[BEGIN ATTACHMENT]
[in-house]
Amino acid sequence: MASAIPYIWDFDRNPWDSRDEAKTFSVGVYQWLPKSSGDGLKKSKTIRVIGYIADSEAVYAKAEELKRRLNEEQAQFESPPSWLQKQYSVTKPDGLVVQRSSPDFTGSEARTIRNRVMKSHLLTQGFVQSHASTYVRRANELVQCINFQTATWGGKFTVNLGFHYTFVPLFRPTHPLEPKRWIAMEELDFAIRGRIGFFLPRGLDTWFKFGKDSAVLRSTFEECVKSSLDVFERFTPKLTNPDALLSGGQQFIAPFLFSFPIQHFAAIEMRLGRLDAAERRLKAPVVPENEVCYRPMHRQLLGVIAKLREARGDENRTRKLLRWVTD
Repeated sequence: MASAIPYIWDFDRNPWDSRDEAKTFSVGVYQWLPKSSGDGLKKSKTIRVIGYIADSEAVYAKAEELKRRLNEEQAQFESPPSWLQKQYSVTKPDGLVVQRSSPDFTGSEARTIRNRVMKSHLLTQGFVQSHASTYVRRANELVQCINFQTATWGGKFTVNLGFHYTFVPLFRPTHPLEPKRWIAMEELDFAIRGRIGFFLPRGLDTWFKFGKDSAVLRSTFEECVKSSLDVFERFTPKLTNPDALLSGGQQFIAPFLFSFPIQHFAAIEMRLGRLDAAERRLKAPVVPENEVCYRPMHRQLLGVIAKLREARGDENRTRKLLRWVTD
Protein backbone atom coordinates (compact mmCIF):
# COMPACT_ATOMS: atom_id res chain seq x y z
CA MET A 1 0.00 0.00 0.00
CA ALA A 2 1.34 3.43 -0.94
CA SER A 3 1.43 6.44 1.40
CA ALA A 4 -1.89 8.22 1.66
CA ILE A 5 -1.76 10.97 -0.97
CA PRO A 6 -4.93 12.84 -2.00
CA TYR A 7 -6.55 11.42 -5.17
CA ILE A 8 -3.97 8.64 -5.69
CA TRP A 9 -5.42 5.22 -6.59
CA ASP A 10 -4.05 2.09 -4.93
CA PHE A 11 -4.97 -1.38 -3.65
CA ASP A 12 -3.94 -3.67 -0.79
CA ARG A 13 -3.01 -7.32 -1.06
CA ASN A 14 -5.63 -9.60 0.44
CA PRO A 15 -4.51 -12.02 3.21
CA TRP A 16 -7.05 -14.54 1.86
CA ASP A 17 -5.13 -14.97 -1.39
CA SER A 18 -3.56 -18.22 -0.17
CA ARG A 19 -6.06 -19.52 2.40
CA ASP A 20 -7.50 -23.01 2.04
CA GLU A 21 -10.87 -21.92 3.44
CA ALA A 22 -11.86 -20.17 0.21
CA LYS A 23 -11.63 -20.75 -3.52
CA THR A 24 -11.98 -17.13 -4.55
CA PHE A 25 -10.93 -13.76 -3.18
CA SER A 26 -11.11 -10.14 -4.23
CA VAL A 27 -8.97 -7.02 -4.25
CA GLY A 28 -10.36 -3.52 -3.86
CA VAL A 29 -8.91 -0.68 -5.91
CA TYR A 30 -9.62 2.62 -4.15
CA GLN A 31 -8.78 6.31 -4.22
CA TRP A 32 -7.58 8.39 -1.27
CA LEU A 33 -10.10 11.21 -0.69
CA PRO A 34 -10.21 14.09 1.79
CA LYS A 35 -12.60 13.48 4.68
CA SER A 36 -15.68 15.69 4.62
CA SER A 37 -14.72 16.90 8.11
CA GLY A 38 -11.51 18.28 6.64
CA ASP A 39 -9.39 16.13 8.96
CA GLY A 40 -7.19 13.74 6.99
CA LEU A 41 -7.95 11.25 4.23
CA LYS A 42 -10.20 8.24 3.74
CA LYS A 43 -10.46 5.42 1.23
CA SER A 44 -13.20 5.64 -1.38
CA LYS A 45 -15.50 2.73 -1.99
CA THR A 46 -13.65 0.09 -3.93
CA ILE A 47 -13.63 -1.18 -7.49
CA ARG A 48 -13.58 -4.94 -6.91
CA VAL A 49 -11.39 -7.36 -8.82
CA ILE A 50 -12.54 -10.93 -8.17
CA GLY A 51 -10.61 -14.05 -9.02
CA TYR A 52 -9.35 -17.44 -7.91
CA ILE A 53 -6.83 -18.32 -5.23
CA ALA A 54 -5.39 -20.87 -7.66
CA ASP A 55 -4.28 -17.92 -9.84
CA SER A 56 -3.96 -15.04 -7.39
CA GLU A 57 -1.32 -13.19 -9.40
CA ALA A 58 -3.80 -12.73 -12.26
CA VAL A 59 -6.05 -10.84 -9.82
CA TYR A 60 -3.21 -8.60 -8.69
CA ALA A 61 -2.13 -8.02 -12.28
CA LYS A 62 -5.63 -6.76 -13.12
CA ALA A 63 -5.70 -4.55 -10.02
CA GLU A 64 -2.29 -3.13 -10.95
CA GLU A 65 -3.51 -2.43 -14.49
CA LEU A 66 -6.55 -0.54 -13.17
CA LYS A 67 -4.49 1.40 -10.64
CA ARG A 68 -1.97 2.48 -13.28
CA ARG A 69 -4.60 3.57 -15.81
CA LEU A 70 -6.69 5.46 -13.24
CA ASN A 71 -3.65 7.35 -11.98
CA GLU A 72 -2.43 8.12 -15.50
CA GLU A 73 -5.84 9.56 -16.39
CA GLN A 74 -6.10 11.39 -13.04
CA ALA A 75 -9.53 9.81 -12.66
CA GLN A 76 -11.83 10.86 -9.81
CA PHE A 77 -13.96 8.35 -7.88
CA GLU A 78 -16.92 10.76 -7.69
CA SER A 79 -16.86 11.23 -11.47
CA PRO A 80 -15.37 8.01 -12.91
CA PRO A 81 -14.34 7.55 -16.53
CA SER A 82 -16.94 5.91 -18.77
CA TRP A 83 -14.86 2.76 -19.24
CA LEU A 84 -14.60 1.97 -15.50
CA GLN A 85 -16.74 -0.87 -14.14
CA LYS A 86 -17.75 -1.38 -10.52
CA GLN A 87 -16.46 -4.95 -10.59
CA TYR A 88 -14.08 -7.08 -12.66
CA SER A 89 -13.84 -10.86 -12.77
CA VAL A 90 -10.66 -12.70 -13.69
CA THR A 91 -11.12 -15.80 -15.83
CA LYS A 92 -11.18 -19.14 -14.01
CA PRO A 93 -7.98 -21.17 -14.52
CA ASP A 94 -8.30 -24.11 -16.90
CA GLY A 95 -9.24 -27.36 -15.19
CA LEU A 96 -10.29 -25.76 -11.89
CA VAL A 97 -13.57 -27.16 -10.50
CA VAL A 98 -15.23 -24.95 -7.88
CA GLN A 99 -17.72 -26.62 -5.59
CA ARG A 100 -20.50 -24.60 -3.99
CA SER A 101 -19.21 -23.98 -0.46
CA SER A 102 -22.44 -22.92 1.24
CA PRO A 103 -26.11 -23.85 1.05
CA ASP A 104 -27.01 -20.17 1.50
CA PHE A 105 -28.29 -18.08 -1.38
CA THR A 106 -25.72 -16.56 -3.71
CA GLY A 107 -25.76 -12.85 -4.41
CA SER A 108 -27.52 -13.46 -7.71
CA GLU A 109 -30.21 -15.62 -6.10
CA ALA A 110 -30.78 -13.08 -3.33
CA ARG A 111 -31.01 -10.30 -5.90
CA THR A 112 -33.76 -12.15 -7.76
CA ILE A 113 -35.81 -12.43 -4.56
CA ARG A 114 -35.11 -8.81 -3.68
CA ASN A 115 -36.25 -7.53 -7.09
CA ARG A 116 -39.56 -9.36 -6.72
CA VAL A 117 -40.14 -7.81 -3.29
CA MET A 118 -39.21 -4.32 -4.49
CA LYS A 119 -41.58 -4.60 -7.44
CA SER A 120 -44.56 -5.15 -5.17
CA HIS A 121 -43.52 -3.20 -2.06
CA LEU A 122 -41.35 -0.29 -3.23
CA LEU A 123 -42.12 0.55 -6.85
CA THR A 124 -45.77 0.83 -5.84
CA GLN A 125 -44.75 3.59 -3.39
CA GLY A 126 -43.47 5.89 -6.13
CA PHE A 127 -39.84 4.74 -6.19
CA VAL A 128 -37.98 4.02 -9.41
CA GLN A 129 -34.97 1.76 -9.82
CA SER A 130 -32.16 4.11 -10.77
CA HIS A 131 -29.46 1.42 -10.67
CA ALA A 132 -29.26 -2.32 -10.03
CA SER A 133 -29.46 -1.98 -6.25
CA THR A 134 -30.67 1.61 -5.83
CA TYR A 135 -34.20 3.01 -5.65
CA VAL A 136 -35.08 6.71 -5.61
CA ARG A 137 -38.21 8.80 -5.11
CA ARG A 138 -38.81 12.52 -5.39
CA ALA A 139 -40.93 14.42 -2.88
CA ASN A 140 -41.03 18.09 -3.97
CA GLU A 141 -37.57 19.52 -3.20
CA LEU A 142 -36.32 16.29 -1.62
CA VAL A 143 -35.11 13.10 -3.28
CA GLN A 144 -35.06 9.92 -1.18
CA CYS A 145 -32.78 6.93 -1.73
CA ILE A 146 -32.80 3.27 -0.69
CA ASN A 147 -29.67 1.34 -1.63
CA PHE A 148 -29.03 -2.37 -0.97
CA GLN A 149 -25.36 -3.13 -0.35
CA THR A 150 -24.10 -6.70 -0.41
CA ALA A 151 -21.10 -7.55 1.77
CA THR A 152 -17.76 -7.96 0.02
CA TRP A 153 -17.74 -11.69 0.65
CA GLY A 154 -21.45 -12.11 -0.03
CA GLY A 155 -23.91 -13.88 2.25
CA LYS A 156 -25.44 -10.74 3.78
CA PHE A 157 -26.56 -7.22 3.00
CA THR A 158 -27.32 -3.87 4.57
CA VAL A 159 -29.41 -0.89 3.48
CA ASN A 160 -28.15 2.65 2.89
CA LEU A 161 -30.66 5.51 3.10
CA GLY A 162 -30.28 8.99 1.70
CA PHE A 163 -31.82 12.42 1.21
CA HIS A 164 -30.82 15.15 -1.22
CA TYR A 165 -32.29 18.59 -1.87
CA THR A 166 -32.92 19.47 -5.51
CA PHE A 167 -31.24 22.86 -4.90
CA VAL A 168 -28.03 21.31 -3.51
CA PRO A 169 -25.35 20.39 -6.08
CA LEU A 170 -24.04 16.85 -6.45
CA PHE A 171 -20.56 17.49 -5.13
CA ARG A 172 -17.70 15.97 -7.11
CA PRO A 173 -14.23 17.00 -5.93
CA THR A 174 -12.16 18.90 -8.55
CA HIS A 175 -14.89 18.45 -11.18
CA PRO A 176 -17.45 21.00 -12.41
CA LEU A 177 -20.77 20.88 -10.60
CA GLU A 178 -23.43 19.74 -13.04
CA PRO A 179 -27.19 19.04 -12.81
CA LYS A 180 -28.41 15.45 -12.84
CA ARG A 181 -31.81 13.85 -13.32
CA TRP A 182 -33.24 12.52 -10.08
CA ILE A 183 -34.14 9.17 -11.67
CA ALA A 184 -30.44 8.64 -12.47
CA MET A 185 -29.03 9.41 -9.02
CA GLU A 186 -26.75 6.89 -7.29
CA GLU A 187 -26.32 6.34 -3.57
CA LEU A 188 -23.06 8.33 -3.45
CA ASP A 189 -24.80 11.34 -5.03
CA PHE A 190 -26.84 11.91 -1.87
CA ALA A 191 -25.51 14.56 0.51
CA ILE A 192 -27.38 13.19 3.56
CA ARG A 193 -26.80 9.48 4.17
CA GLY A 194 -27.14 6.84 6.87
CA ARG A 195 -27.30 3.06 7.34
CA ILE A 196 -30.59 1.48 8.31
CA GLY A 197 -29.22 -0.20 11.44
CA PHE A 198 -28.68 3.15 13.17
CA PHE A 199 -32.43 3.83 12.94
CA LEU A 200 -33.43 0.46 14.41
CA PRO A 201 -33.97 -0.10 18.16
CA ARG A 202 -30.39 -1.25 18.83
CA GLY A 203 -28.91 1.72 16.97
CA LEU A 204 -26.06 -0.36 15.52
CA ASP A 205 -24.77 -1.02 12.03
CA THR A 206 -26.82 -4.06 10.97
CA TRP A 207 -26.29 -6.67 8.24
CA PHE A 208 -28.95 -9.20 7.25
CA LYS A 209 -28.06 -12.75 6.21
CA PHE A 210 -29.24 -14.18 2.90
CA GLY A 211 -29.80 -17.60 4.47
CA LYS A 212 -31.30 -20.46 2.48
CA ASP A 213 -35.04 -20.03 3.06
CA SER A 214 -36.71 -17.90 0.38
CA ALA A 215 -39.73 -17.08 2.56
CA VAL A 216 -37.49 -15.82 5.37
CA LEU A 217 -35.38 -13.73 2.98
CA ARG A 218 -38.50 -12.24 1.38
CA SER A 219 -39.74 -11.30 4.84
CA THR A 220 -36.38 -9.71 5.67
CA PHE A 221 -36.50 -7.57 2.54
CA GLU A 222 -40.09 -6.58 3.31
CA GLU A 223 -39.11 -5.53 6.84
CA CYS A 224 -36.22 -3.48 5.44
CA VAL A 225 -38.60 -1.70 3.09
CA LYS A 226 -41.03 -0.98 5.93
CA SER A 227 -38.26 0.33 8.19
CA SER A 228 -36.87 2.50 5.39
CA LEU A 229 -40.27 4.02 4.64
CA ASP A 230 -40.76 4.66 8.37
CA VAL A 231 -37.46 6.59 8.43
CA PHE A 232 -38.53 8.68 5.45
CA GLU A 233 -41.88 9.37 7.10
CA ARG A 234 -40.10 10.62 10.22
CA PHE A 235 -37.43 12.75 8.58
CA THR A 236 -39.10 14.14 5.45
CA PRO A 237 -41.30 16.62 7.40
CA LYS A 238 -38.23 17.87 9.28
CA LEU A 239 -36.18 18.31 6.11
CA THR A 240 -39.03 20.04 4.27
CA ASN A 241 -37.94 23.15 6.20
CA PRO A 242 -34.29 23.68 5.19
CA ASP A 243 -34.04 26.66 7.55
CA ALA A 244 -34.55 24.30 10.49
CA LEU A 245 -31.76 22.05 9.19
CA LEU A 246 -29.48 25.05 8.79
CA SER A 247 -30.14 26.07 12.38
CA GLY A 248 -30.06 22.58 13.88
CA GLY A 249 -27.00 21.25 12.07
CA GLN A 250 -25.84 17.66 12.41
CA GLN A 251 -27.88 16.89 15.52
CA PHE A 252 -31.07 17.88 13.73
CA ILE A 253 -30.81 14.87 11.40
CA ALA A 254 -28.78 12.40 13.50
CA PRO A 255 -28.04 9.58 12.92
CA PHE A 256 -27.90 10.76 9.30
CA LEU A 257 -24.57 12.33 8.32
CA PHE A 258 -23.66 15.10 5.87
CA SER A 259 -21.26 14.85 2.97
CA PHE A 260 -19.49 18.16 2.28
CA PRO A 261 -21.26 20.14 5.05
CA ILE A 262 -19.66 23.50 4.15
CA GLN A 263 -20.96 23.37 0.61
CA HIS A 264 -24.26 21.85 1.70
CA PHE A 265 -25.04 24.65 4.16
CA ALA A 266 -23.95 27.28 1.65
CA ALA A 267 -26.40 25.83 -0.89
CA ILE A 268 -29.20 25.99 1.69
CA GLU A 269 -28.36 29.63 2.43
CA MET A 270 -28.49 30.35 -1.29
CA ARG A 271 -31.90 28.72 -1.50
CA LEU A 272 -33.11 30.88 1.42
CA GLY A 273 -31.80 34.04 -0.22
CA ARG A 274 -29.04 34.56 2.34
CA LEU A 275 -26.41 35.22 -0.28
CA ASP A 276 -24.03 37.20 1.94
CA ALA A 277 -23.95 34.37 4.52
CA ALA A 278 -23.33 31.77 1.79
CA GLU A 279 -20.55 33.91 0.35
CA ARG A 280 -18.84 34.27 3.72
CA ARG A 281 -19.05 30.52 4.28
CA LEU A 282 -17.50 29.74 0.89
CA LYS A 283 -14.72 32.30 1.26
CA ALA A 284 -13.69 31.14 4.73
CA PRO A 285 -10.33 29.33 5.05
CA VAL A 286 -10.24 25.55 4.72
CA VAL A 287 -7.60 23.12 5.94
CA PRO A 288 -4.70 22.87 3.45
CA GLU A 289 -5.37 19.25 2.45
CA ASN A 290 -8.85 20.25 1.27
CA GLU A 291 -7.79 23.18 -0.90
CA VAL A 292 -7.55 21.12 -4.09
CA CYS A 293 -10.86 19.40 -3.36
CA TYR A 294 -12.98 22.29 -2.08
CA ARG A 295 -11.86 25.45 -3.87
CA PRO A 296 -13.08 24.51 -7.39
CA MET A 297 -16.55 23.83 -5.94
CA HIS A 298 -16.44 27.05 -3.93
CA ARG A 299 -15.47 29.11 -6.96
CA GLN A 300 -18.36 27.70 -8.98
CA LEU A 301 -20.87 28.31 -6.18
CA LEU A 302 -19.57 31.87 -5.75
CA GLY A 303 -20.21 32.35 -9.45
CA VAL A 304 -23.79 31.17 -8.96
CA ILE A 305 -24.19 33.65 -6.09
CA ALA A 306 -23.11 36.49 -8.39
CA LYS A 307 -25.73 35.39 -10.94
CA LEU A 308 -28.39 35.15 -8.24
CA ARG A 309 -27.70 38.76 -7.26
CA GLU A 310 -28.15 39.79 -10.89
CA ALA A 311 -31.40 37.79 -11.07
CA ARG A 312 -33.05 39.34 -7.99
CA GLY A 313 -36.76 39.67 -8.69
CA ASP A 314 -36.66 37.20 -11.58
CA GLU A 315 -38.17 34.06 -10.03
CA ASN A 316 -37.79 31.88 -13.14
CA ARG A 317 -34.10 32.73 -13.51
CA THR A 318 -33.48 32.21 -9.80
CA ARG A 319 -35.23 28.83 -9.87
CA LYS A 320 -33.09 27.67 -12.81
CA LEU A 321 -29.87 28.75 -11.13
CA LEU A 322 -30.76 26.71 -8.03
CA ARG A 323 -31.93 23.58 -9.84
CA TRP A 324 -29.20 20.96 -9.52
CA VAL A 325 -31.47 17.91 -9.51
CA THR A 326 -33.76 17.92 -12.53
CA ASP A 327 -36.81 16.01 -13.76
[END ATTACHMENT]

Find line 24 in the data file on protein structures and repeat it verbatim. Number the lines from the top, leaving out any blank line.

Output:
CA ARG A 19 -6.06 -19.52 2.40